3. Once I have these shots (I take them at a few different angles), I will turn the horse around and do the exact same posing sequence, but facing the other direction. I will start again with their full body shot, but the mane will be facing away from me now, then move in to get the shoulders up profile shot, and end this sequence with them wrapping their head and neck the opposite direction. 

Once I have all those "standard" shots complete, I will start to get a little more creative with angles and poses! 

Getting the horse’s attention:

I've learned to come prepared with a variety of different props to use to get my subject's attention. Horses are all so different in what interests them, terrifies them, & their response to new objects. Below are some of my favorite props for getting the horse's attention. 

I try and reserve treats & grain as an absolute last resort. Once you break these out, you usually end up with drool or a horse that's gone rogue looking for snacks! 

Change things up frequently. If the horse loses interest in one object, quickly switch to the next & keep transitioning back & forth. 

I do use the All Ears selfie app to play horse sounds for some horses, but it tends to make a lot of them shoot their head up in the air & look a bit panicked which is not flattering 

Strange noises work great for horses that aren't interested in any of your visual props. I keep a battery-powered fan on me and when it's turned on, it makes a strange sound that interests most horses. 

Other prop ideas: a stick horse, a broom, a remote control car (for a really desensitized horse), a plastic bottle with rocks or change in it, bright colored plastic bags.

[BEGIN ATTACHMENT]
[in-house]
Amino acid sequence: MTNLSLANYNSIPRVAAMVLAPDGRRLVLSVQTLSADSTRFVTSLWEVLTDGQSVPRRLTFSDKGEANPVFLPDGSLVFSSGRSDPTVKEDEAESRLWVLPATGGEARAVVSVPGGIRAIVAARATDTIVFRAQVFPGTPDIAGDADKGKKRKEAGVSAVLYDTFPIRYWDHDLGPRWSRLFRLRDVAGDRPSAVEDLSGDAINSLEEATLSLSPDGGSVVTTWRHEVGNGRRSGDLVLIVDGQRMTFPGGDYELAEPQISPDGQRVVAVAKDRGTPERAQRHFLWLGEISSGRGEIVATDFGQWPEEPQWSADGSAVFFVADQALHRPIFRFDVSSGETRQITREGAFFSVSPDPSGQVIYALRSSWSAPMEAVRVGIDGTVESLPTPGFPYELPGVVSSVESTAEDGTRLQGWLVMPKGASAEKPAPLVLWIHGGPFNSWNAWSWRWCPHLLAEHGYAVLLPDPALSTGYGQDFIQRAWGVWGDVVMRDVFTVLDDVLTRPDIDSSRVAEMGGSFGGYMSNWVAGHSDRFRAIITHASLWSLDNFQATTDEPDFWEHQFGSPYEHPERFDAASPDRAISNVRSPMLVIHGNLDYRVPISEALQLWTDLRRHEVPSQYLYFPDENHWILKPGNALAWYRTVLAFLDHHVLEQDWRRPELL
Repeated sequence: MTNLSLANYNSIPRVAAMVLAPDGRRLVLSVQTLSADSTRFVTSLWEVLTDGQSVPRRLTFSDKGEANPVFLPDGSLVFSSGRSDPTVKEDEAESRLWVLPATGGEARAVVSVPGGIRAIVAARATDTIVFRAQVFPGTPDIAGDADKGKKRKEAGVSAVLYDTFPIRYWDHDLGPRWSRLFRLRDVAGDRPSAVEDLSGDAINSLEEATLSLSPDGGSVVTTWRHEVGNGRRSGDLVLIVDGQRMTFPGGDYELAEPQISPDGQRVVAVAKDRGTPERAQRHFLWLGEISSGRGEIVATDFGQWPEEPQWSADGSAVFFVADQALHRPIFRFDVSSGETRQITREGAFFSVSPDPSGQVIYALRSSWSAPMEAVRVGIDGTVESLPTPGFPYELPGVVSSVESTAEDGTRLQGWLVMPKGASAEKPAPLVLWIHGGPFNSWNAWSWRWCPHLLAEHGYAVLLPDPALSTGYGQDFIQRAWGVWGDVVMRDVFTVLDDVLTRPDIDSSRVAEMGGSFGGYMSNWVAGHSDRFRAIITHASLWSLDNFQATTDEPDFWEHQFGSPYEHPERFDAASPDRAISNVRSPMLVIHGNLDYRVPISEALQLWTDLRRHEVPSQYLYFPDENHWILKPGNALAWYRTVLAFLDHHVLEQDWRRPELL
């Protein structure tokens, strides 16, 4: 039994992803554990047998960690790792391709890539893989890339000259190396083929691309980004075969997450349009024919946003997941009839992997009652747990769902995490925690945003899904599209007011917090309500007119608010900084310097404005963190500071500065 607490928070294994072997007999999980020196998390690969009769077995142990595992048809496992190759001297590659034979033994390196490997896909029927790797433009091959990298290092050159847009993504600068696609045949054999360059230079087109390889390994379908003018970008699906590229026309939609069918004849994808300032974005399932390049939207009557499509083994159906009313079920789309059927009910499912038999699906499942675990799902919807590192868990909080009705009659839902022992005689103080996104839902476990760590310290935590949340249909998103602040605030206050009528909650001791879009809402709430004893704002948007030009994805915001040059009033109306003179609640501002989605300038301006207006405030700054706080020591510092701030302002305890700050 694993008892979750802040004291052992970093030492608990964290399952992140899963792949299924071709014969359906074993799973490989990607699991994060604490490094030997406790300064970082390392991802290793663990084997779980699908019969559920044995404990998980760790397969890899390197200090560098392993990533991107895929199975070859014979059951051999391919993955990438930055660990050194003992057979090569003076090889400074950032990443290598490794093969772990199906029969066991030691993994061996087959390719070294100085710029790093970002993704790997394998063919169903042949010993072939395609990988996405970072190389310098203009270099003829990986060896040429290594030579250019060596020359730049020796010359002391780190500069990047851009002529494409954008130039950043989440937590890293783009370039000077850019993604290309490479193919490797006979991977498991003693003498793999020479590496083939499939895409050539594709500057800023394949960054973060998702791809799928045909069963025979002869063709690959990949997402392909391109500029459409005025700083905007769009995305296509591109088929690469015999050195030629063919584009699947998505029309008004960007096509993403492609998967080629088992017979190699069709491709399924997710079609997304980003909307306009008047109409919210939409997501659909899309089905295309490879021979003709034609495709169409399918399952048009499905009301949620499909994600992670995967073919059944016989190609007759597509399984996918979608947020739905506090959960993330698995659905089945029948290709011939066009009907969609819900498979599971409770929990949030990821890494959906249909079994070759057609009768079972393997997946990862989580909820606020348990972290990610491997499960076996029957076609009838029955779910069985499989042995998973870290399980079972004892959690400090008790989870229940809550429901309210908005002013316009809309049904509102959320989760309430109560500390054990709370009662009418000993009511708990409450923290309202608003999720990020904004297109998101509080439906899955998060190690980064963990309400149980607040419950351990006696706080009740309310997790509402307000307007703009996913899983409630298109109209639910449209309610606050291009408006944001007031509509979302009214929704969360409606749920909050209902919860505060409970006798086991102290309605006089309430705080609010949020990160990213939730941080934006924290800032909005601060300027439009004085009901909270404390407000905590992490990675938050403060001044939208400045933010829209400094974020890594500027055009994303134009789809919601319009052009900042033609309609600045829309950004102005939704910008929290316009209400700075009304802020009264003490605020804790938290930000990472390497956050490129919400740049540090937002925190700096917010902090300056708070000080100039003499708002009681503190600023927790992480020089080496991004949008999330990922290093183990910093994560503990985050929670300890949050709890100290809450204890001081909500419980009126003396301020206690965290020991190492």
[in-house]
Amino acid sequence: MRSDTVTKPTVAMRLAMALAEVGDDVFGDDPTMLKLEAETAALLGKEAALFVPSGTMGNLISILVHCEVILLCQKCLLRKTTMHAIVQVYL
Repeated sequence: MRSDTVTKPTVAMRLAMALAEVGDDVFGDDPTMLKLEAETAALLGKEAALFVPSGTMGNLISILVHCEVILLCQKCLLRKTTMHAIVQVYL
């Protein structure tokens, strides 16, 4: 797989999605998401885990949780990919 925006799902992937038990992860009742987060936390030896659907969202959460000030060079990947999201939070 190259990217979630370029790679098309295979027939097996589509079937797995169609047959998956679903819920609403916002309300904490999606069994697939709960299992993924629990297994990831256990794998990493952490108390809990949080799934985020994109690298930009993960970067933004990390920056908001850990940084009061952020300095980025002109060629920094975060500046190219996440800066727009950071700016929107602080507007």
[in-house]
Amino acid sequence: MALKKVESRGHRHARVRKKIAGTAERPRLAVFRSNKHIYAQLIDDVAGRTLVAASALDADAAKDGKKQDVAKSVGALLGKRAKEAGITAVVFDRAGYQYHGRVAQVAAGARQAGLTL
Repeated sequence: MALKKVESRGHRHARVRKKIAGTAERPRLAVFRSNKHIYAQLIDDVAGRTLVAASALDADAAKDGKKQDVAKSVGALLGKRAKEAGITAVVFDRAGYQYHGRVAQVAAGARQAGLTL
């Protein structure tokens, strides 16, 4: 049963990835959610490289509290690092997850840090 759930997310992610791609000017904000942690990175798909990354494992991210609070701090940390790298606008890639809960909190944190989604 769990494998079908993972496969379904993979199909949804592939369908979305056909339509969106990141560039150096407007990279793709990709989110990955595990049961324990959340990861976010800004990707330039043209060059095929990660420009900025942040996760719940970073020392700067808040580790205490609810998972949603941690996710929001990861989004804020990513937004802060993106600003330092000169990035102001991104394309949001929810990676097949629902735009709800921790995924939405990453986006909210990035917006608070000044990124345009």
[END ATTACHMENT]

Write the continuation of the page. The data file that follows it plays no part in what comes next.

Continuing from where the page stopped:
When it comes to getting the horse's attention, they key to success is figuring out what works for THAT horse. They are not one-size fits all. Always use caution when working with a horse you don't know & start with the least amount of effort. I always ask the owner if there is anything I should be aware of before I break out any of my props. 


Editing for Black Background Equine Photography

Editing your images is a huge part of what makes them unique to you. Creating a style or a certain aesthetic that is consistent in your photography is part of being a professional photographer. People want to know what they can expect from a session with you and if every session looks completely different than the last, they won't know what they're going to get. 


My editing workflow is as follows:

Upload images to external hard drive

Cull images using Photo Mechanic

Upload culled images into Lightroom

Apply first Lightroom preset (a preset I have created for my black backgrounds that I fine tune for each image)

Export into Photoshop and do the heavy editing – blacking out background completely, editing out blemishes, editing eyes, editing coat for extra shine, etc

Import back into Lightroom to apply final preset (a preset I have created for my black backgrounds that I fine tune for each image)